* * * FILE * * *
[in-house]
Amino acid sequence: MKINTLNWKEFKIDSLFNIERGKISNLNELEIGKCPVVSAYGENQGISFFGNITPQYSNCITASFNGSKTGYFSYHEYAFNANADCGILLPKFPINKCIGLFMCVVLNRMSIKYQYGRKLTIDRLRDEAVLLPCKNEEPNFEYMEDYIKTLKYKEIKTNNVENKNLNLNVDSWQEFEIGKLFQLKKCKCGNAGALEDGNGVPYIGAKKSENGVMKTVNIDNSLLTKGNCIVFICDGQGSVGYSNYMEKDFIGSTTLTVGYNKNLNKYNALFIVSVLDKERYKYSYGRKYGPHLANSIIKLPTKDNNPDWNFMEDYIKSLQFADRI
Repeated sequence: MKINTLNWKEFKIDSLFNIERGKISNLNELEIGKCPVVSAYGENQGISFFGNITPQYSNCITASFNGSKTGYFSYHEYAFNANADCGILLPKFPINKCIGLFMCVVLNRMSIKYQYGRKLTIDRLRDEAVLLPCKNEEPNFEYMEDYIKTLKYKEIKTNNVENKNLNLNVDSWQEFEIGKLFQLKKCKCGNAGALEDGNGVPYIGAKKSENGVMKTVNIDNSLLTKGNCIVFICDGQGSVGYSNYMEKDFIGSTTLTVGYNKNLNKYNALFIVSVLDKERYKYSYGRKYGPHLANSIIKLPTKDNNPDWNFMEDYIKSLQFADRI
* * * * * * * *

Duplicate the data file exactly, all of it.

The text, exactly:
[in-house]
Amino acid sequence: MKINTLNWKEFKIDSLFNIERGKISNLNELEIGKCPVVSAYGENQGISFFGNITPQYSNCITASFNGSKTGYFSYHEYAFNANADCGILLPKFPINKCIGLFMCVVLNRMSIKYQYGRKLTIDRLRDEAVLLPCKNEEPNFEYMEDYIKTLKYKEIKTNNVENKNLNLNVDSWQEFEIGKLFQLKKCKCGNAGALEDGNGVPYIGAKKSENGVMKTVNIDNSLLTKGNCIVFICDGQGSVGYSNYMEKDFIGSTTLTVGYNKNLNKYNALFIVSVLDKERYKYSYGRKYGPHLANSIIKLPTKDNNPDWNFMEDYIKSLQFADRI
Repeated sequence: MKINTLNWKEFKIDSLFNIERGKISNLNELEIGKCPVVSAYGENQGISFFGNITPQYSNCITASFNGSKTGYFSYHEYAFNANADCGILLPKFPINKCIGLFMCVVLNRMSIKYQYGRKLTIDRLRDEAVLLPCKNEEPNFEYMEDYIKTLKYKEIKTNNVENKNLNLNVDSWQEFEIGKLFQLKKCKCGNAGALEDGNGVPYIGAKKSENGVMKTVNIDNSLLTKGNCIVFICDGQGSVGYSNYMEKDFIGSTTLTVGYNKNLNKYNALFIVSVLDKERYKYSYGRKYGPHLANSIIKLPTKDNNPDWNFMEDYIKSLQFADRI